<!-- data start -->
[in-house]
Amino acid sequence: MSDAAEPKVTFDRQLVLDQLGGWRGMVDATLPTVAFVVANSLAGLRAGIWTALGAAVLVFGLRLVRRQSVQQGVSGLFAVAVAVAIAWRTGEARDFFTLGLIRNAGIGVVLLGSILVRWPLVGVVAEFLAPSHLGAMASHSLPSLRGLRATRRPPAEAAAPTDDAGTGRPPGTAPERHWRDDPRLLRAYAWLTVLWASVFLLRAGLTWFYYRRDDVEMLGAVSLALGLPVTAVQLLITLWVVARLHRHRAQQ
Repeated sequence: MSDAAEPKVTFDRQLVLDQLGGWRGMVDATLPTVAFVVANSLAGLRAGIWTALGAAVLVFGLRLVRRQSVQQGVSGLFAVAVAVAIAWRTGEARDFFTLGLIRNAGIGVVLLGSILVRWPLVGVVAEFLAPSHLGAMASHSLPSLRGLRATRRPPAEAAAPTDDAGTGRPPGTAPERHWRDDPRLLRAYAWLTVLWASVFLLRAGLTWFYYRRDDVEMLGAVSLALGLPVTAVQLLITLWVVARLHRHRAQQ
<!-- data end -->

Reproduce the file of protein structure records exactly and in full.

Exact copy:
[in-house]
Amino acid sequence: MSDAAEPKVTFDRQLVLDQLGGWRGMVDATLPTVAFVVANSLAGLRAGIWTALGAAVLVFGLRLVRRQSVQQGVSGLFAVAVAVAIAWRTGEARDFFTLGLIRNAGIGVVLLGSILVRWPLVGVVAEFLAPSHLGAMASHSLPSLRGLRATRRPPAEAAAPTDDAGTGRPPGTAPERHWRDDPRLLRAYAWLTVLWASVFLLRAGLTWFYYRRDDVEMLGAVSLALGLPVTAVQLLITLWVVARLHRHRAQQ
Repeated sequence: MSDAAEPKVTFDRQLVLDQLGGWRGMVDATLPTVAFVVANSLAGLRAGIWTALGAAVLVFGLRLVRRQSVQQGVSGLFAVAVAVAIAWRTGEARDFFTLGLIRNAGIGVVLLGSILVRWPLVGVVAEFLAPSHLGAMASHSLPSLRGLRATRRPPAEAAAPTDDAGTGRPPGTAPERHWRDDPRLLRAYAWLTVLWASVFLLRAGLTWFYYRRDDVEMLGAVSLALGLPVTAVQLLITLWVVARLHRHRAQQ